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Managing Costs in a Small City
Tom McGreal | Stratford Court

Del Mar is one of the smaller Cities in coastal CA, which means that we have to closely watch The City’s operating costs to maintain a balanced budget. This review of operating costs shows that we’re doing pretty well in a period of flat revenue growth. To create some context, let’s start with a comparison of per capita costs.

General Fund Operating Costs Costs per Capita Estimated Population
San Diego $1,083 1.4 million
Carlsbad $1,531 115,330
Encinitas $1,266 63,184
Solana Beach $1,745 13,443
Del Mar $3,060 4,347
Carmel By the Sea $5,209 3,860

In addition to Del Mar’s small size we also have over three million visitors, who come to Del Mar each year to enjoy the beach and visit the fairgrounds and the race track. This creates an additional demand on City services and makes Del Mar truly unique. As a result, it’s not surprising that our per capita costs are relatively high with Carmel by the Sea being another notably more expensive tourist destination city with a beach.

The largest component of the Del Mar’s operating costs are the salary and benefit costs of the City staff. Staff costs make up 65% to 70% of our General Fund expenditure budget each year. So, how big is the staff? What does it cost? Are those costs being properly controlled?

A review of Del Mar’s six-year period from June 30, 2015 through the approved budget for the year ended June 30, 2021 tells the story.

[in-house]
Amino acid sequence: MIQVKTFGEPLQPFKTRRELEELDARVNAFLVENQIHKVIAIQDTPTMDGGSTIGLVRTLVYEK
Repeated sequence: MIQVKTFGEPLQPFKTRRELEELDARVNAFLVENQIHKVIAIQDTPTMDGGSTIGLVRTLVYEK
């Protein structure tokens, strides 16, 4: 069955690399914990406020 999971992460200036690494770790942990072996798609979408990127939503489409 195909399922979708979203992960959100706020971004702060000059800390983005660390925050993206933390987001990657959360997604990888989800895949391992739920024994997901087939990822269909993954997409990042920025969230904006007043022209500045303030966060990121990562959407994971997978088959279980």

As a basis for comparison let’s remember that revenue growth over the same period will be at a 4.25% compound annual growth rate (excluding Measure Q revenues, which are dedicated to Undergrounding, Downtown Streetscape and Shores Park development).

We can start by reviewing the number of people on the City staff. The staff has grown from 54 people in 2014 to 61 people in 2021. This is a 13% growth over six years or a compound annual growth rate of 2.1%.
Next take a look at the total salary cost, which includes seasonal and overtime costs. Salaries have grown from $5.3 million to $7.0 million, which represents a 32% growth over six years or a compound annual growth rate of 4.93%. Considering the 2.1% growth in the staff level, the remaining 2.8% growth relates to the growth of average salaries per person (including cost of living and merit increases).

Click on image to enlarge.

A more challenging area is the cost of benefits. Benefits have grown from $1.6 million to $2.7 million or 69% over the six years, which represents an 8.5% compound annual growth rate. This is largely a reflection of the cost of defined benefits under the CalPERS retirement system, which covers all City employees.
Overall, these numbers look reasonable in terms of staff growth and salary costs and understandable given the mandatory pension costs of the CalPERS defined benefit system. The departmental detail also shows that the Planning Department and the Administrative Services department (City Clerk, Finance and Information Systems) constituted the highest growth areas. This growth was driven in recent years by the City Hall project, the increased number of planning permits and support for the increased level of capital improvement projects. The budget for next few years also anticipates the work related to the next Housing Element, which is due in early 2021. While these facts don’t constitute a detailed assessment of productivity, the costs seem to be reasonably in line with the expanded workload.

The city’s policy commitment to ensure that costs will grow more slowly than revenues can be challenging, but will keep us out of trouble.



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